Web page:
In Bryan Ida’s portrait (ink on paper) of his teenage father (2021), his father stares away from the camera. A moment of uncertainty is preserved in the gaze. The image is inspired by a real black and white image of his teenage father taken by Dorothea Lange in the 1940s. Lange would be hired by the U.S government to document the evacuation and incarceration of Japanese and Japanese Americans during World War II. The art piece is made of small and large text that highlights the portrait. What seems like coiled tight hand scribbles upon a closer encounter is the full text of the California Alien Land Law of 1913 text prohibiting Japanese farmers from owning agricultural land or possessing long term leases over it. Alien as a derogative term continues to be used to this day.

This essay does not exclude acknowledging westernized people of color in positions of power exercising the same core values of exploitation, domination and coloniality embedded in modern- capitalist societies against non white communities in the Global North and the Global South. Much less does this essay ignore the level of coloniality amongst people of color manifesting colonial biases and myths. If anything the attempt is to configure a way to realize how we all contribute to the myth of modernity. Yes, the very same system that oppresses, discriminates and destroys physically, emotionally, and psychologically human lives.[8] While some are rewarded with stable opportunities of comfortable lifestyles millions must do with little or nothing.

Racism continues to be critiqued from the parameters of the white political field between the right and left. This approach creates blind spots of knowledge that hinder a horizontal face to face conversation as equals. Any repair tools used by the white political spectrum for the past 150 years in the U.S have not succeeded in eradicating racism. Through laws and punishment is how tolerance is built against violent reactions towards people of color. These same laws of justice have justified acts of violence and the enslavement of millions by U.S and by other western countries. The judicial apparatus while protecting civil rights have also allowed for the incarceration of thousands migrant children in 2019 during the Trump administration.[9] At one point in U.S history the separation of children by force from Native American families sending their children to assimilation/re-education camps was U.S policy. Although legislation has dented and outlawed any form of discrimination the culture of racism continues to thrive across the country in many forms and shapes.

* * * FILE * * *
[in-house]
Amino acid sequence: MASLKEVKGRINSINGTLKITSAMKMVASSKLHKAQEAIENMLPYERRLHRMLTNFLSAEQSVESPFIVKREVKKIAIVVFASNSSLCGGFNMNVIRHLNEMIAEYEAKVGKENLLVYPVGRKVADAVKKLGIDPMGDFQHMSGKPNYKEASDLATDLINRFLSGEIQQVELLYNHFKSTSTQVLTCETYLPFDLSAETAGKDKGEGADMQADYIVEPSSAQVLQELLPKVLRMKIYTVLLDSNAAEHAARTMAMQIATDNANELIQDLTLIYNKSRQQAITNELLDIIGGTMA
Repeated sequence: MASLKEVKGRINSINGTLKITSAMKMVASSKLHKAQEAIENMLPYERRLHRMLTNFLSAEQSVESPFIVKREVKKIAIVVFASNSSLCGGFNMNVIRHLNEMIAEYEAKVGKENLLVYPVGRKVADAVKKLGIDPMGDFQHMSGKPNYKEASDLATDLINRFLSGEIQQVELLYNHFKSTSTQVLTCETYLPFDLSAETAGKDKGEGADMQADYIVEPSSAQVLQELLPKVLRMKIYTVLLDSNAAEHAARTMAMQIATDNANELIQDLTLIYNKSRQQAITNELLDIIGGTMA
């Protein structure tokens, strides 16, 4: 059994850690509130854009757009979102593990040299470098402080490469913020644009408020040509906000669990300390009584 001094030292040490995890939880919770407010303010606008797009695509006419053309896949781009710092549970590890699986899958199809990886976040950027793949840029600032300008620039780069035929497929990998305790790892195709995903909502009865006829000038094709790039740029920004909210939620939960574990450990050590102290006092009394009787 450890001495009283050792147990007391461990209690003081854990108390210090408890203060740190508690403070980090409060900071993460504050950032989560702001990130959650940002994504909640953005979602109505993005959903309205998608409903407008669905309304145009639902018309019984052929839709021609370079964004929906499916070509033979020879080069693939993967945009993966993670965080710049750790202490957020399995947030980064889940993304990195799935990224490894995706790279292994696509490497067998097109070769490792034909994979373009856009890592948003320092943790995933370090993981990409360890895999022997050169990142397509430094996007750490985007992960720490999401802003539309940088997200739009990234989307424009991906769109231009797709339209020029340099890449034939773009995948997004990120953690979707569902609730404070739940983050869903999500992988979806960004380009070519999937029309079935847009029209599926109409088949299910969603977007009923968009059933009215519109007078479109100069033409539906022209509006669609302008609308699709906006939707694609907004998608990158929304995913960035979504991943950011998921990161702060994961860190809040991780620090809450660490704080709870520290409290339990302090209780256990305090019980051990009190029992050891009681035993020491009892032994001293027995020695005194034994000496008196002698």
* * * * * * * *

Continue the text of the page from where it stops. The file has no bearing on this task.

Modern civilization continues to exercise its cruelty against others and towards it own; non people of color. The perpetual war against Native Americans, Latin America, Asia and Africa reveals the nature of a civilizing program that cannot do without war and conflict. Two world wars were fought amongst western capitalist countries (including Japan’s imperial ambition in Asia) attempting to reconfigure the control of the world’s natural/financial resources and the partitioning of Third World colonies. The waste of resources and lives sacrificed to imperial wars is rarely a serious consideration taken into account by core countries. In The case of U.S Imperialism it “Fosters division between people and nations, offering (relative) rewards to those who choose to cooperate with U.S […] while brutally punishing those who do not.”[10] It is the price to be paid for the fueling of modernity and the lifestyles that come with it. Capitalism projected as the only surviving alternative to any other social way of organizing life is diametrically opposed to peace. It is an antagonistic ideology of death as stated by philosopher R. S. Bautista by which capitalism generates continuous crisis and tensions as a way of life and existence. Hence war is business.